One question that occurred to me while reading Adam Gopnik’s review of the 9/11 Memorial and Museum (officially titled in that order), was about how we differentiate between a museum and a memorial. In particular, I was struck Gopnik’s claim that “if there is an absolute case for a [9/11] memorial, the case for a museum is more unsettled.” What does a memorial do that a museum does not, and vice versa? While initially the differences should be obvious, the more I thought on this question, the more similarities I noticed between the two.
Both museums and memorials ostensibly deal in subjects from the past, even though the people and phenomena they reference may still exist in the present. For example a memorial to a civil rights leader might carry relevance to the civil rights movement today, and museum exhibits can reference contemporary themes. This past year for example, the Museum of the Moving Image held their exhibit: How Cats Took Over the Internet. Architectural memorials, such as the Lincoln Memorial show how memorials as well as museums can exist as physical spaces, rather than simply an object. The Vietnam Veterans Memorial and associated Three Servicemen Memorial and Vietnam’s Woman Memorial, show that memorials do not necessarily consist of a singular object, nor are they necessarily static. They also both rely on visual methods of communication as at least part of their project, although text is often included—for example in the form of plaques or exhibit labels. Both can be used in educational efforts and encompass varying levels of abstraction. They can also represent anonymity—whether in the form of objects of murky provenance or memorials for unknown soldiers.
So why, for example, is the Tenement Museum a museum and not a memorial to the millions of immigrants that worked, struggled, failed, triumphed, and made New York their home? Or any historic house museum that as perfectly as possible preserves the home of someone significant and deceased?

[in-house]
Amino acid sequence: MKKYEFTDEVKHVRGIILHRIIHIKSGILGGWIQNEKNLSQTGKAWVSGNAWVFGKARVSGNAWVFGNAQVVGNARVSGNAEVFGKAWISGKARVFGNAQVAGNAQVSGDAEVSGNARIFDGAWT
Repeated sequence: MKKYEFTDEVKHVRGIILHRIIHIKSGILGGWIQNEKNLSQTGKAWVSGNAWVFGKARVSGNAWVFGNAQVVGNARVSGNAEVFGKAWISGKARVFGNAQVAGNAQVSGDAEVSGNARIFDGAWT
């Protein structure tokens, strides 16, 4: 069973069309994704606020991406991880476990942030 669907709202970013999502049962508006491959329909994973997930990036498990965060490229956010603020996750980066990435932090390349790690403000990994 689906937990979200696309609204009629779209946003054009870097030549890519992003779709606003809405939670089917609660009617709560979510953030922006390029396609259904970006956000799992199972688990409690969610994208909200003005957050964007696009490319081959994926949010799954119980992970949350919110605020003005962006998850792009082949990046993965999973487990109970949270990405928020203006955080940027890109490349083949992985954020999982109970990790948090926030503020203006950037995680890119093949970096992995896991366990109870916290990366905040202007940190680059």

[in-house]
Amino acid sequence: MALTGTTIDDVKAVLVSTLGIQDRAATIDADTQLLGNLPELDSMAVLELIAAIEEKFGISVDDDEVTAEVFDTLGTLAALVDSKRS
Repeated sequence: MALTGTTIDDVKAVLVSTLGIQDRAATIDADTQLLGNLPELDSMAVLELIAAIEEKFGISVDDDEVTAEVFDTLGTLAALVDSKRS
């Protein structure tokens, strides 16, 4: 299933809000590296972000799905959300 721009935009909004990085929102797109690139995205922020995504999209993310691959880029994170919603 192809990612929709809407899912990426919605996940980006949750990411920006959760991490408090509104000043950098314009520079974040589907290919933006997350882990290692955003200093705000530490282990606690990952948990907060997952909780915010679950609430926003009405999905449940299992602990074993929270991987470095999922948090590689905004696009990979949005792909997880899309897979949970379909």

Above all, I think it is the element of the quotidian that differentiates these places. Not only in the themes they represent, but in how they are treated. Although every-day, personal objects were left at the Vietnam Veterans Memorial, the meaning of those objects and their placement there held a gravitas that a pair of 19th-century shoes presented at the Museum of the City of London would not. This is not to say that museums are unimportant but rather that they can be spaces for exploration of the unexceptional. While the subjects of memorials are occasionally forgotten, their creation was meant to confirm and symbolize the elevation of the subject, whether for the purpose of celebration, or grieving, or inspiration. While there are museums like the Metropolitan Museum of Art, or the Victoria & Albert, or historic house museums in Newport that can relate to unique and important people and themes, memorials are made solely for the momentous, and the subjects must be deemed worthy of memorialization. This is why the Museum of the City New York, in its major exhibition on the history of the city, does of course have items related to momentous people (for example, Robert Moses’ badge) but also has simple objects related to very everyday life, like water buckets, cigar molds, snuffboxes, bath towels, and candy tins. Perhaps though, in this way, the museum can serve as a memorial to an everyday life that existed in the past.